U.S. Department of State
The proposed Keystone XL pipeline would move 910,000 barrels of a mix of bitumen, natural gas and undisclosed chemicals each day along a 1,800-mile route running from Hardisty, Alberta to Port Arthur, Texas.
The $7 billion pipeline, which must be approved by the U.S. State Department and the Environmental Protection Agency (EPA), has drawn both opposition and support across its route. But it has run into the fiercest resistance in the conservative farming state of Nebraska, largely because the pipeline would cross the Sand Hills. Should the toxic brew leak, it could pollute not only the water there, but could seep into portions of the Ogallala Aquifer, the 174,000-square-mile underground reservoir, fed in part by water from the Sand Hills.
Spills are not a far-fetched scenario. In a year of operation, a similar pipeline in the U.S. — the existing Keystone, also owned by TransCanada Corporation — had 11 spills. Most of them were tiny, but the largest, in southeastern North Dakota, was 21,000 gallons, and federal officials temporarily suspended the company’s operating permit. And last year a 30-inch oil pipeline owned by Enbridge, another Canadian pipeline company, suffered a 4-foot-long rupture and spilled nearly 20,000 barrels — 840,000 gallons — of oil into the Kalamazoo River in Michigan, killing much of the aquatic life for miles. It was the worst spill ever in the Midwest.
Petroleum pipelines that carry diluted bitumen, or “dilbit,” pose special risks. Dilbit pipelines use higher pressure and higher temperatures and need chemicals to keep the thick, tarry substance flowing. Some data suggests they suffer more ruptures because of these temperature and pressure extremes.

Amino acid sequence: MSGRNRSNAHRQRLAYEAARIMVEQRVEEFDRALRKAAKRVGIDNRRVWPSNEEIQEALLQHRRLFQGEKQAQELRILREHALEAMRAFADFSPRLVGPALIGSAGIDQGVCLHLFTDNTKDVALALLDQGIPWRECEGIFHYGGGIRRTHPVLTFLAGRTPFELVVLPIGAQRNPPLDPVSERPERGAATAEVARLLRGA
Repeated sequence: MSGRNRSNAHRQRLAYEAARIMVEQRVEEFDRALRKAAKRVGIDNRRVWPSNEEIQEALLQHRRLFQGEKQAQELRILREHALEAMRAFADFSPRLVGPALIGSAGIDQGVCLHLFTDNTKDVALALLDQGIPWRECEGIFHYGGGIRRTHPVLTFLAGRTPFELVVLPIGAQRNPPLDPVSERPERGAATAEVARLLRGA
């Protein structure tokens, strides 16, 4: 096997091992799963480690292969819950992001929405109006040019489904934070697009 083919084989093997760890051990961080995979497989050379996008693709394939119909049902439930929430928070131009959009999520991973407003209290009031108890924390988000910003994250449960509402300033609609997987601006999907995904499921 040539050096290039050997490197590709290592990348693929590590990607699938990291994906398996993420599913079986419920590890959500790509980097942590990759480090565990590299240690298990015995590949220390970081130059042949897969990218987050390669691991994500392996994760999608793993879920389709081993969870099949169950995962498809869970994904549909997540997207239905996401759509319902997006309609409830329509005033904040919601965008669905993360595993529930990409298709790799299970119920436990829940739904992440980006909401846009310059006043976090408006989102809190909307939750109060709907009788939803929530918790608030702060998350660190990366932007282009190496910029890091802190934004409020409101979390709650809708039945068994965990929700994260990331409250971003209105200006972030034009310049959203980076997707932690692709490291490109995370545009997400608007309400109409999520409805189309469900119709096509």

But the real problem, says Carl Weimer, the director of the Pipeline Safety Trust — set up after three young boys were killed by a gasoline pipeline rupture, explosion, and fire in Bellingham, Washington in 1999 — is that so little is known about dilbit pipelines. “We’ve asked those types of questions to the Department of Transportation and haven’t gotten an answer,” says Weimer. “Unfortunately no one has looked into these things.” The director of the U.S. Department of Transportation’s Pipeline and Hazardous Materials Safety Administration, Cynthia Quarterman, testified recently to Congress that existing safety and environmental regulations fail to take this new kind of pipeline into account. Environmentalists have criticized Quarterman for her ties to the oil and gas industry, including providing legal counsel to the Enbridge pipeline company before joining the Obama administration.